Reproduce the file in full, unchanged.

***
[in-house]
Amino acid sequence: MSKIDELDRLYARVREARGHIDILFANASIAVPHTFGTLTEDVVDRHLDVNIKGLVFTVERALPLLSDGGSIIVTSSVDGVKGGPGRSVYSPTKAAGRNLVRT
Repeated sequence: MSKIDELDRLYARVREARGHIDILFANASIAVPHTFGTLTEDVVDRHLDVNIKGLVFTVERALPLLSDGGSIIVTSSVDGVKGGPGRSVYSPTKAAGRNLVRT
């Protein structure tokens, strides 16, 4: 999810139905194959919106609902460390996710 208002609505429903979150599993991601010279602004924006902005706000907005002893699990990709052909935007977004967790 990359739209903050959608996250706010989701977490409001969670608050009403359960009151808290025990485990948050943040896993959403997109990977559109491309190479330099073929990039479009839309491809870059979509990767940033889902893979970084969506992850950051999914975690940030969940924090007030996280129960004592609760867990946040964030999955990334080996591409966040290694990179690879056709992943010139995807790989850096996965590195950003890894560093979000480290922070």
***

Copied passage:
[in-house]
Amino acid sequence: MSKIDELDRLYARVREARGHIDILFANASIAVPHTFGTLTEDVVDRHLDVNIKGLVFTVERALPLLSDGGSIIVTSSVDGVKGGPGRSVYSPTKAAGRNLVRT
Repeated sequence: MSKIDELDRLYARVREARGHIDILFANASIAVPHTFGTLTEDVVDRHLDVNIKGLVFTVERALPLLSDGGSIIVTSSVDGVKGGPGRSVYSPTKAAGRNLVRT
């Protein structure tokens, strides 16, 4: 999810139905194959919106609902460390996710 208002609505429903979150599993991601010279602004924006902005706000907005002893699990990709052909935007977004967790 990359739209903050959608996250706010989701977490409001969670608050009403359960009151808290025990485990948050943040896993959403997109990977559109491309190479330099073929990039479009839309491809870059979509990767940033889902893979970084969506992850950051999914975690940030969940924090007030996280129960004592609760867990946040964030999955990334080996591409966040290694990179690879056709992943010139995807790989850096996965590195950003890894560093979000480290922070």